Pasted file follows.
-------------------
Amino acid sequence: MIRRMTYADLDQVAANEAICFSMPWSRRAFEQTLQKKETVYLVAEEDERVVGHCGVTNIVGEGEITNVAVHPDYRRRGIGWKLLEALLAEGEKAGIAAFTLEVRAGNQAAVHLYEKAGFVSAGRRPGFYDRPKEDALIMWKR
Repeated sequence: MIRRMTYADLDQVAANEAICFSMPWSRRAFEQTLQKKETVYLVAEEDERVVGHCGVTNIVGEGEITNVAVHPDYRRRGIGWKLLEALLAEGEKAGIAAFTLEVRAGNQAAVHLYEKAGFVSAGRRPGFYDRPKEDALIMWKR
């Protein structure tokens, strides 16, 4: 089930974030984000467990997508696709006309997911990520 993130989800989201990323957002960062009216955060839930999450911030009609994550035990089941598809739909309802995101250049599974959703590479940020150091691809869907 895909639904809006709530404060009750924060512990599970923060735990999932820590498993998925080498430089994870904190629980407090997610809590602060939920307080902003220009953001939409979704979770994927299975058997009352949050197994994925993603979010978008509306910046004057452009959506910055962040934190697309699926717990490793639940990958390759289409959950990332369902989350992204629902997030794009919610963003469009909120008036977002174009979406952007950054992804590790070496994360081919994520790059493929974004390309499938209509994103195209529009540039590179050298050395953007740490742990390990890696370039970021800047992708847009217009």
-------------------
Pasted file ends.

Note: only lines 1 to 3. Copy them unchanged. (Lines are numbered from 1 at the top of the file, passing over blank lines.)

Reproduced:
Amino acid sequence: MIRRMTYADLDQVAANEAICFSMPWSRRAFEQTLQKKETVYLVAEEDERVVGHCGVTNIVGEGEITNVAVHPDYRRRGIGWKLLEALLAEGEKAGIAAFTLEVRAGNQAAVHLYEKAGFVSAGRRPGFYDRPKEDALIMWKR
Repeated sequence: MIRRMTYADLDQVAANEAICFSMPWSRRAFEQTLQKKETVYLVAEEDERVVGHCGVTNIVGEGEITNVAVHPDYRRRGIGWKLLEALLAEGEKAGIAAFTLEVRAGNQAAVHLYEKAGFVSAGRRPGFYDRPKEDALIMWKR
């Protein structure tokens, strides 16, 4: 089930974030984000467990997508696709006309997911990520 993130989800989201990323957002960062009216955060839930999450911030009609994550035990089941598809739909309802995101250049599974959703590479940020150091691809869907 895909639904809006709530404060009750924060512990599970923060735990999932820590498993998925080498430089994870904190629980407090997610809590602060939920307080902003220009953001939409979704979770994927299975058997009352949050197994994925993603979010978008509306910046004057452009959506910055962040934190697309699926717990490793639940990958390759289409959950990332369902989350992204629902997030794009919610963003469009909120008036977002174009979406952007950054992804590790070496994360081919994520790059493929974004390309499938209509994103195209529009540039590179050298050395953007740490742990390990890696370039970021800047992708847009217009």